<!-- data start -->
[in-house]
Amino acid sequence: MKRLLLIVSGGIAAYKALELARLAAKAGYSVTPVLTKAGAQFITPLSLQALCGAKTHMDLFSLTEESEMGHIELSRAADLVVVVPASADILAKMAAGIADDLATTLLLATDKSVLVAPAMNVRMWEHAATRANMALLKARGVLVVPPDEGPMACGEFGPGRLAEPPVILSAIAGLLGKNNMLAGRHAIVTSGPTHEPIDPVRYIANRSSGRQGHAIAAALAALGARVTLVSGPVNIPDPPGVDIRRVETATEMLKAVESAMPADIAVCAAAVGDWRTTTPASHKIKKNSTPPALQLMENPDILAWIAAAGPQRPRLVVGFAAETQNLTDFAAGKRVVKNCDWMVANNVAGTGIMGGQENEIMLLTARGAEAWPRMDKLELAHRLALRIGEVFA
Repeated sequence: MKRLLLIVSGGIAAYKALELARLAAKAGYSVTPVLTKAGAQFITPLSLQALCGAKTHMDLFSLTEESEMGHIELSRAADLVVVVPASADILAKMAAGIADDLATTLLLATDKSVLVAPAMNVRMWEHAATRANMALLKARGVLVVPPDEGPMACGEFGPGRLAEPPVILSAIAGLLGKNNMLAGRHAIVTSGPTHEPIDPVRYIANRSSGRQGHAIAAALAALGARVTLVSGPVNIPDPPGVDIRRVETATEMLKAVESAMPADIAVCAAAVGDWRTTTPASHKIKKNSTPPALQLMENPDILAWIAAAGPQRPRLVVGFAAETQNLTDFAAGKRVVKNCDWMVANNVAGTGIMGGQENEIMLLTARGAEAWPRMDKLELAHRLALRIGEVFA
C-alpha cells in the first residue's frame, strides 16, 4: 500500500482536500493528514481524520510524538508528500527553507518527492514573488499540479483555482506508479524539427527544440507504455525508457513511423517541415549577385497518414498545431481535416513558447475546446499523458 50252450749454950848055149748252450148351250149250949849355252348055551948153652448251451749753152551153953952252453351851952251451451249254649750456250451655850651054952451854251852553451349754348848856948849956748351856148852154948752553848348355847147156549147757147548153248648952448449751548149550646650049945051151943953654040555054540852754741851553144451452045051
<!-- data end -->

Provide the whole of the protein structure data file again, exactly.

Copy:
[in-house]
Amino acid sequence: MKRLLLIVSGGIAAYKALELARLAAKAGYSVTPVLTKAGAQFITPLSLQALCGAKTHMDLFSLTEESEMGHIELSRAADLVVVVPASADILAKMAAGIADDLATTLLLATDKSVLVAPAMNVRMWEHAATRANMALLKARGVLVVPPDEGPMACGEFGPGRLAEPPVILSAIAGLLGKNNMLAGRHAIVTSGPTHEPIDPVRYIANRSSGRQGHAIAAALAALGARVTLVSGPVNIPDPPGVDIRRVETATEMLKAVESAMPADIAVCAAAVGDWRTTTPASHKIKKNSTPPALQLMENPDILAWIAAAGPQRPRLVVGFAAETQNLTDFAAGKRVVKNCDWMVANNVAGTGIMGGQENEIMLLTARGAEAWPRMDKLELAHRLALRIGEVFA
Repeated sequence: MKRLLLIVSGGIAAYKALELARLAAKAGYSVTPVLTKAGAQFITPLSLQALCGAKTHMDLFSLTEESEMGHIELSRAADLVVVVPASADILAKMAAGIADDLATTLLLATDKSVLVAPAMNVRMWEHAATRANMALLKARGVLVVPPDEGPMACGEFGPGRLAEPPVILSAIAGLLGKNNMLAGRHAIVTSGPTHEPIDPVRYIANRSSGRQGHAIAAALAALGARVTLVSGPVNIPDPPGVDIRRVETATEMLKAVESAMPADIAVCAAAVGDWRTTTPASHKIKKNSTPPALQLMENPDILAWIAAAGPQRPRLVVGFAAETQNLTDFAAGKRVVKNCDWMVANNVAGTGIMGGQENEIMLLTARGAEAWPRMDKLELAHRLALRIGEVFA
C-alpha cells in the first residue's frame, strides 16, 4: 500500500482536500493528514481524520510524538508528500527553507518527492514573488499540479483555482506508479524539427527544440507504455525508457513511423517541415549577385497518414498545431481535416513558447475546446499523458 50252450749454950848055149748252450148351250149250949849355252348055551948153652448251451749753152551153953952252453351851952251451451249254649750456250451655850651054952451854251852553451349754348848856948849956748351856148852154948752553848348355847147156549147757147548153248648952448449751548149550646650049945051151943953654040555054540852754741851553144451452045051